Quantcast

Low Humidity

Slippertalk Orchid Forum

Help Support Slippertalk Orchid Forum:

papheteer

Well-Known Member
Joined
Mar 10, 2007
Messages
1,827
Reaction score
3
Location
Toronto, Ontario
My humidity runs between 35-40%. That's what the humidifier says. I grow mostly parvis. Is this too low? Could this be a cause of slow growth? My light stand is in my living room, would humidity trays work in this set-up?
 

paphioland

Well-Known Member
Joined
Aug 26, 2006
Messages
1,457
Reaction score
7
papheteer said:
My humidity runs between 35-40%. That's what the humidifier says. I grow mostly parvis. Is this too low? Could this be a cause of slow growth? My light stand is in my living room, would humidity trays work in this set-up?
Yes and no.

Higher humidity 50-75% with good air movement would prob help. I don't think humidity trays in an open environment like that would add that much humidity. Prob better than nothing though
 

Rick

Well-Known Member
Joined
Jun 9, 2006
Messages
12,765
Reaction score
3
Location
Leiper's Fork, TN
35-45 may be adequate for cold winter nights, but not good for warm summer days for most parvis. And my brachys wouldn't put up with that level any time of year.

I'd be shooting for at least 70% this time of year.
 
M

manfred

Guest
of course humidity trays would work Igrow a lot of my orchids with pots sitting in trays of wet gravel.try it and see the diff it makes
cheers manfred
 

Leo Schordje

wilted blossom
Joined
Aug 22, 2006
Messages
2,463
Reaction score
5
Location
NE Illinois
First, most parvi species and many of the parvi hybrids are slow. With the hybrids I find there are a few from each flask that grow rapidly, the rest are slow. So your perception of slow might not have anything to do with your humidity, it may be the nature of your plants.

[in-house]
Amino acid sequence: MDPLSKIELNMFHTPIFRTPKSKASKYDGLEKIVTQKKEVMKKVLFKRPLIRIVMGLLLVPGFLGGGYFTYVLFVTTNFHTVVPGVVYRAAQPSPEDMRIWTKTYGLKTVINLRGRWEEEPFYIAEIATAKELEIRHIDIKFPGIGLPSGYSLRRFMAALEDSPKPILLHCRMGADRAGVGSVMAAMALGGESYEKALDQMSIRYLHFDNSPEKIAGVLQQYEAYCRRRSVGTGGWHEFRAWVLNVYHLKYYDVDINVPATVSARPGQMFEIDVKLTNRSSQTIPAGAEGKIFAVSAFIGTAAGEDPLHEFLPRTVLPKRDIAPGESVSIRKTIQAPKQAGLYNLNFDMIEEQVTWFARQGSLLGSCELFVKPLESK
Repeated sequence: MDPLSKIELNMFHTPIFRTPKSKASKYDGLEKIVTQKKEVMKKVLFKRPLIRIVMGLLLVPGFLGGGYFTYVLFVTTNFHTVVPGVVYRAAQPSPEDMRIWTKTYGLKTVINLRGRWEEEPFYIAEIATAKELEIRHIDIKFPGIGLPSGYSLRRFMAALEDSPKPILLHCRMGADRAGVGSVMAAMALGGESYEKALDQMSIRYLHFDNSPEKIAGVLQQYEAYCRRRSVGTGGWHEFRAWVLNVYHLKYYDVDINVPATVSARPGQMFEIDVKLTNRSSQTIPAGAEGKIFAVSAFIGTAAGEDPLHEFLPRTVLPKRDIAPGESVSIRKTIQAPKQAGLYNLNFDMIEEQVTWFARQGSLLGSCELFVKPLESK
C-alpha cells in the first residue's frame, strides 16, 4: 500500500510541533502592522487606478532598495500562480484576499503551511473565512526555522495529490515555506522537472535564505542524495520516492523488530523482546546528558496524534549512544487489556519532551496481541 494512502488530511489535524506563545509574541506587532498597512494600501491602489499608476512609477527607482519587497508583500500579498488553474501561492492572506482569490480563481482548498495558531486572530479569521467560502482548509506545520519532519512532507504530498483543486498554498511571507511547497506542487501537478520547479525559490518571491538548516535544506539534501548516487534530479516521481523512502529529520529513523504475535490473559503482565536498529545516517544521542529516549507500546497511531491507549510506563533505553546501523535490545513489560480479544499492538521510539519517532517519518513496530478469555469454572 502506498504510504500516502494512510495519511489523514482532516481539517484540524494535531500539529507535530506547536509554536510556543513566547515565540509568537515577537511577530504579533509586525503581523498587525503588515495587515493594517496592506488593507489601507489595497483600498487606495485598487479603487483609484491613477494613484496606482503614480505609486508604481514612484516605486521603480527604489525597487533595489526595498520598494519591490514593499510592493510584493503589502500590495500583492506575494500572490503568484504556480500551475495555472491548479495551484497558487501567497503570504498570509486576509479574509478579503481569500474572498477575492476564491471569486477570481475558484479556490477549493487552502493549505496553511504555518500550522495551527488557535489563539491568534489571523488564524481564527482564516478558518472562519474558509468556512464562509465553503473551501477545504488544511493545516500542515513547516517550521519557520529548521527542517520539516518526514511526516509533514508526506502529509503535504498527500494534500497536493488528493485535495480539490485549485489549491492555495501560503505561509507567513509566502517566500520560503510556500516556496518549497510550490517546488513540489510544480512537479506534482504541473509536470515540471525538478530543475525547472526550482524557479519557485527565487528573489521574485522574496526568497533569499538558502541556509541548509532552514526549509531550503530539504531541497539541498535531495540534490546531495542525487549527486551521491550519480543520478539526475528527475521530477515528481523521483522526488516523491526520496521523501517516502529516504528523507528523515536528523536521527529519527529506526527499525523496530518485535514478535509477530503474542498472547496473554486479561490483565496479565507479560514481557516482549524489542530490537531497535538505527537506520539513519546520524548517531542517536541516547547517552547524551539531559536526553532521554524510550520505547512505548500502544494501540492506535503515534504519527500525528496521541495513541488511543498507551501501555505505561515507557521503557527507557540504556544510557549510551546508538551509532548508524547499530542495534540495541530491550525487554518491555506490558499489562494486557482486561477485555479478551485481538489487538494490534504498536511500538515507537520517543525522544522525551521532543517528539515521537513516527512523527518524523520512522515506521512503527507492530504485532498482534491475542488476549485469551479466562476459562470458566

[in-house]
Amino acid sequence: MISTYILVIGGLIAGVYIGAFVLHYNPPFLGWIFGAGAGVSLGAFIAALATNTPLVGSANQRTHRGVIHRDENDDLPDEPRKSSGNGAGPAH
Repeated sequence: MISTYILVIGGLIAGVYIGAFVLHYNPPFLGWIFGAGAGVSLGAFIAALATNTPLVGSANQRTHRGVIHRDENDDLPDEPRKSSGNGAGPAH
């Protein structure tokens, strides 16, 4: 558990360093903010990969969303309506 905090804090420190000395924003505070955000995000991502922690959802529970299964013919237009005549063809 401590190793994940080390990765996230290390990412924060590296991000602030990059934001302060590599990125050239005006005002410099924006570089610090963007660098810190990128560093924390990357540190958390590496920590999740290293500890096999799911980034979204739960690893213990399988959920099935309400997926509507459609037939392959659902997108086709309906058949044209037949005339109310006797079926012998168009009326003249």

* About Humidity: my parvis get by with low 35% humidity for about 4 months out of the year. It is not ideal, but they get by. During the late spring, summer and early fall my humidity comes up with the outside air coming in. Seldom does it get all the way up into the ideal range. But my parvis get by. Some clones of armeniacum and micranthum I have had for more than 15 years. They bloom occasionally. Most clones only bloom about every 2 to 3 years. At ideal humidity (70-85%) you will get better, faster and more robust root and foliage growth. But at those humidities I have trouble with the paint peeling off the walls. Not good for the house. So I accept the slower growth.
* Humidity trays are not terribly effective, BUT they help you group the plants together. A tight group of plants will form their own "micro-climate" especially when you pass the 50 plants all in a bunch point. So go ahead and try the humidity trays. Keep them clean, detritus build up will spread disease and insects.
Leo
 

smartie2000

Well-Known Member
Joined
Dec 8, 2006
Messages
4,212
Reaction score
0
Location
Edmonton, AB, Canada
I noticed I get mould on the walls in the winter due to condensation even at 50% humidty.... so those humidity levels are not ideal at all in the household
 

Ray

Orchid Iconoclast
Staff member
Moderator
ST Supporter
Joined
Jun 9, 2006
Messages
3,307
Reaction score
253
Location
Oak Island NC
In a home environment, humidity trays are of essentially no value, as they surface area is insufficient to allow the evaporation of enough water to have an appreciable effect on the humidity.

Borrowing from TZ - if you open the lid on your toilet, does it get really humid in the bathroom?

Read this: http://www.firstrays.com/evaporation.htm
 

papheteer

Well-Known Member
Joined
Mar 10, 2007
Messages
1,827
Reaction score
3
Location
Toronto, Ontario
I was thinking it raises the humidity of the air a few inches above the trays, no?
Since paphs, parvis in particular, are not tall plants, it might benefit them.
 

Rick

Well-Known Member
Joined
Jun 9, 2006
Messages
12,765
Reaction score
3
Location
Leiper's Fork, TN
In a home environment, humidity trays are of essentially no value, as they surface area is insufficient to allow the evaporation of enough water to have an appreciable effect on the humidity.

Borrowing from TZ - if you open the lid on your toilet, does it get really humid in the bathroom?

Read this: http://www.firstrays.com/evaporation.htm
I've also not been impressed with the performance of humidity trays, unless you crowd them. I haven't done this but you might be able to soup them up by putting some air difussors in them hooked to aquarium pumps. Some folks have also added the mini ultrasonic foggers to them.
 

Latest posts

Top